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Challenges in Better Co-ordinating Tokyo’s Urban Rail Services

This paper describes Tokyo’s urban rail market, which has traditionally been privately funded and operated; and discusses policies aimed at better coordinating public transport services. Although the industry has delivered high quality infrastructure and services for most users, the existence of many different private operators and owners of tracks means that services and station facilities are not always well connected to one another. Individual private parties often lack sufficient incentives to invest in connectivity improvements, such as installing elevators in stations or implementing missing connections between lines, since these do not usually directly increase their profits. Three case studies explore different policy responses to the challenge of balancing competing wishes of private actors with the needs of travellers. In all cases the government has intervened through legislation and grants to try to stimulate connectivity investment and to do so in consultation with local communities. The recent government interventions into the Tokyo rail market represent a gradual evolution in market structure with the goal of better meeting social needs.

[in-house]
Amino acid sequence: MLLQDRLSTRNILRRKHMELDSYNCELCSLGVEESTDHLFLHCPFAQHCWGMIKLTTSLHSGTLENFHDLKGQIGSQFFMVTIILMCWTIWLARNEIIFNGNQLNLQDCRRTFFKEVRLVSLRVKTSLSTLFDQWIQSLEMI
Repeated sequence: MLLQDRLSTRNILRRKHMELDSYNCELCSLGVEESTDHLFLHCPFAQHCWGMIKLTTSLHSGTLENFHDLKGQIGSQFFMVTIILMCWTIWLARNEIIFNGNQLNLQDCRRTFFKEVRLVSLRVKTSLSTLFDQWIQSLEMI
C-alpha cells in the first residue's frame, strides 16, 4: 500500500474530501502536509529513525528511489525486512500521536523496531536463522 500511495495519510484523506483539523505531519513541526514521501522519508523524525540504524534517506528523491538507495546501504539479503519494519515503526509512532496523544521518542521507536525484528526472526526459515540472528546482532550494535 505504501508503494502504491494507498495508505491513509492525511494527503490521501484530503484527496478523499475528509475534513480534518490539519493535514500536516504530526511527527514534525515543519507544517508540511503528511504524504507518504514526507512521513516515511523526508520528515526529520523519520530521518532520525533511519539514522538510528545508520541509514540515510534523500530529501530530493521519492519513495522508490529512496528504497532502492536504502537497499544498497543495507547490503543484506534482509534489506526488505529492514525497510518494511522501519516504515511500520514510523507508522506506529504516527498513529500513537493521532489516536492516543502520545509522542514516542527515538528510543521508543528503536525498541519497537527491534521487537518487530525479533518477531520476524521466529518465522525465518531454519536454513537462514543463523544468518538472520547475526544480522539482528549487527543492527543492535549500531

Discussion Paper No. 2016-19